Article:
To summarize, the Chebyshev method depends on several parameters that can have an effect on the accuracy of the results. These are the order of the expansion N deg, the scaling parameter ɛ, the number of random vectors R, the use of a kernel g n , and the number of supporting points N ̃ .

3 Numerical results

The Chebyshev algorithm uses random vectors for trace estimation, compare Eq. (9), therefore the results are expected to exhibit a statistical distribution. To assess this statistical behavior, we perform two kinds of studies: (A) We investigate a thermodynamic observable as a function of the number R of random vectors used for the trace estimator (9), and (B) we study the variance among P realizations per fixed parameter set (for some of the cases presented below).

By considering each realization O i (β) as a random measurement, a mean O ̄ ( β ) and a variance δO(β)2 can be defined:

(21) O ̄ ( β ) = 1 P i = 0 P 1 O i ( β ) ,

(22) δ O ( β ) 2 = O 2 ̄ ( β ) O ̄ ( β ) 2 .

If additionally an exact result O E is known, the systematic deviation

(23) Δ O ( β ) = | O ̄ ( β ) O  E ( β ) |

can be defined.

As specific quantum spin systems we investigate three archetypical systems that show fundamentally different behavior at low temperatures, namely a spin ladder that is gapped in the thermodynamic limit [53], a spin chain that is gapless in the thermodynamic limit [54], and a sawtooth chain in the vicinity of a quantum-critical point [55], [56], [57]; compare Figure 1.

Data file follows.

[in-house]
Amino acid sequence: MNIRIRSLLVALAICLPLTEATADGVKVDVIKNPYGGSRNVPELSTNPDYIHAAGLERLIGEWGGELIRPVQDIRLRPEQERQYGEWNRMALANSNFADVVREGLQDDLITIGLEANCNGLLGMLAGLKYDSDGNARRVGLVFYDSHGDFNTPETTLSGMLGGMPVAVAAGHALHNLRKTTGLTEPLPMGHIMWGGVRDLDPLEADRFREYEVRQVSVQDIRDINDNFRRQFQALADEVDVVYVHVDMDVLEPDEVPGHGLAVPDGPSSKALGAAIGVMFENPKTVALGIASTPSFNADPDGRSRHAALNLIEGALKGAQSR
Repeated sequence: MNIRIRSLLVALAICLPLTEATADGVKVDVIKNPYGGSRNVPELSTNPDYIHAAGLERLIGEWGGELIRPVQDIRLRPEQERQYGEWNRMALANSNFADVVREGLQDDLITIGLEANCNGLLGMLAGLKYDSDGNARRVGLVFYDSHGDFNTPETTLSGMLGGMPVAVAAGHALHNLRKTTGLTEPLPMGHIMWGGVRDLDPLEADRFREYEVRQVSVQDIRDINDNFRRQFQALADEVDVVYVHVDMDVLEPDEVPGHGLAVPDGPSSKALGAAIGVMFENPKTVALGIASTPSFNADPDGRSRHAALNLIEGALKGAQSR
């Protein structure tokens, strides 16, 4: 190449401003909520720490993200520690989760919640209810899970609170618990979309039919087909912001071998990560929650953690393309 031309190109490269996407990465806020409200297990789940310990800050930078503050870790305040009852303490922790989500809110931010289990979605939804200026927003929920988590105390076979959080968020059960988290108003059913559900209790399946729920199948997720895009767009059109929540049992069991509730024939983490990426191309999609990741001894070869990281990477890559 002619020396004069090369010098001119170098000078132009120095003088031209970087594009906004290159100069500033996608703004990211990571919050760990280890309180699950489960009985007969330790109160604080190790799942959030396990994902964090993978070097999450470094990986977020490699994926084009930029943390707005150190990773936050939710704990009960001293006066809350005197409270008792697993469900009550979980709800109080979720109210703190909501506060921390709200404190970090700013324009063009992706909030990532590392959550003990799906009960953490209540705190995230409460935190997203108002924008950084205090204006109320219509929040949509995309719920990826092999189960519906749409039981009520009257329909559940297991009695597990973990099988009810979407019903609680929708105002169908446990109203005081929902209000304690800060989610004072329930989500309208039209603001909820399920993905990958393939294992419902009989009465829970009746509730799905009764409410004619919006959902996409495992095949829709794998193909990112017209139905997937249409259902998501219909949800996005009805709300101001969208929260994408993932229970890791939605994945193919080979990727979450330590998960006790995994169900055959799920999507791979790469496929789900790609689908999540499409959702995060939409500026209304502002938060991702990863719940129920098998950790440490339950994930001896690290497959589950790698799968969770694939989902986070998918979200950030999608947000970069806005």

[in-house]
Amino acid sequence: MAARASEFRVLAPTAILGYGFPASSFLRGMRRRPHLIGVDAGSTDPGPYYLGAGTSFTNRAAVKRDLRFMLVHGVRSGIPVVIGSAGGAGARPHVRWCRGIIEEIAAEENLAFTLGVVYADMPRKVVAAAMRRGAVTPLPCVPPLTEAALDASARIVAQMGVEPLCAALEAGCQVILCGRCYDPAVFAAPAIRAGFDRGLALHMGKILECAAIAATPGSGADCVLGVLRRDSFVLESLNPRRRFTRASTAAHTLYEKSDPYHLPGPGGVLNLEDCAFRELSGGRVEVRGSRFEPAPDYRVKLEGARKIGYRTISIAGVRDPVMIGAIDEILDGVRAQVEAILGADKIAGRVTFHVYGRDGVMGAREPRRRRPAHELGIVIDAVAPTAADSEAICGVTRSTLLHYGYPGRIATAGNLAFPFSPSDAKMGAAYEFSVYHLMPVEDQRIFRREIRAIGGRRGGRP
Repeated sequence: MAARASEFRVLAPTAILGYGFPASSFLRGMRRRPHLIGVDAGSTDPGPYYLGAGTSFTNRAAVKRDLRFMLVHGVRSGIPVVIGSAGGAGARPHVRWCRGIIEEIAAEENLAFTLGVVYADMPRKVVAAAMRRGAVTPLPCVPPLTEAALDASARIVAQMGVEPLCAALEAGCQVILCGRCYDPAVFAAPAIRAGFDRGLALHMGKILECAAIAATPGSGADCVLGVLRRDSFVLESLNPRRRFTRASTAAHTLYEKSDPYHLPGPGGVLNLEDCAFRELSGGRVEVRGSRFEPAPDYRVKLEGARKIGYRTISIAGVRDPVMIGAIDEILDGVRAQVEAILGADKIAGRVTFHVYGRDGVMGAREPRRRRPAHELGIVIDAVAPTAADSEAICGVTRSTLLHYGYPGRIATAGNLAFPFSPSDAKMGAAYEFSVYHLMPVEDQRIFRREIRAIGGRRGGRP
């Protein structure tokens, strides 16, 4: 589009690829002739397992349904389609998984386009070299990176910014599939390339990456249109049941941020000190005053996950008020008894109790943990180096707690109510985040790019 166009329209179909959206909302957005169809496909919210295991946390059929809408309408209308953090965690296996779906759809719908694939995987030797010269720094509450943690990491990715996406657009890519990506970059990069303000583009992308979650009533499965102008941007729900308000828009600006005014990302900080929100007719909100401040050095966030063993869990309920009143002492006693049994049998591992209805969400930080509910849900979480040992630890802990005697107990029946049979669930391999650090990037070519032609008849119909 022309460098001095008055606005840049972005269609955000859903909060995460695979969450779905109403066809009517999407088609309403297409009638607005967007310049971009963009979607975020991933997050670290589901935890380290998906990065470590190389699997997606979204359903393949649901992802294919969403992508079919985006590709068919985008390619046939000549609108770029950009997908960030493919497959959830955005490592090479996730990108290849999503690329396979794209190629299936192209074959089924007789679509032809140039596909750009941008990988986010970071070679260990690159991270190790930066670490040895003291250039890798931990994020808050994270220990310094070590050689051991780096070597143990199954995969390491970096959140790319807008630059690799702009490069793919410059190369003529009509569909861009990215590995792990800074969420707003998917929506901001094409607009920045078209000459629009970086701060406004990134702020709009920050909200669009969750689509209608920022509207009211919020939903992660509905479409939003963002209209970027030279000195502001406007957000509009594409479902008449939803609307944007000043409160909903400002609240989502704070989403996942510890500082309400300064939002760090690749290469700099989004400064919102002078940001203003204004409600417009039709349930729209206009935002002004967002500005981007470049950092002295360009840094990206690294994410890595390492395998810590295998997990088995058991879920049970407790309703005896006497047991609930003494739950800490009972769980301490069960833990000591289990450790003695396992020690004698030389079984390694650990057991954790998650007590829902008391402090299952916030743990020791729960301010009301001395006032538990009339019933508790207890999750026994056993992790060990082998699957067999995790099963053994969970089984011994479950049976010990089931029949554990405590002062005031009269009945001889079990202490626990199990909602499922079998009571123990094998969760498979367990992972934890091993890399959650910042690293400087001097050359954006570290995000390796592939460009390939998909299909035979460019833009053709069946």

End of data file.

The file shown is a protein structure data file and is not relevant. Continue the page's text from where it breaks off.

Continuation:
Figure 1: 
Systems investigated in Section 3.1, from top to bottom: Ladder, chain, sawtooth chain. Periodic boundary conditions will be applied.
Figure 1:

Systems investigated in Section 3.1, from top to bottom: Ladder, chain, sawtooth chain. Periodic boundary conditions will be applied.

3.1 Heisenberg ladder

In this subsection, the accuracy of the Chebyshev algorithm is investigated using a Heisenberg ladder for various numbers of spins N with spin quantum number s = 1/2 and periodic boundary conditions. The Hamiltonian reads

(24) H = J 1 i s i , 1 s i , 2 + J 2 i , j s i , j s i + 1 , j + g μ B B i , j s i , j z .

where the first subscript i ∈ {1, …, N/2} of the spin operators denotes the rung and the second subscript j ∈ {1, 2} denotes the leg of the spin. Thus, the exchange interaction J 1 connects the nearest neighbor spins on rungs, and J 2 does the same on legs. Both are chosen to be antiferromagnetic, J 1 = J 2 = 1.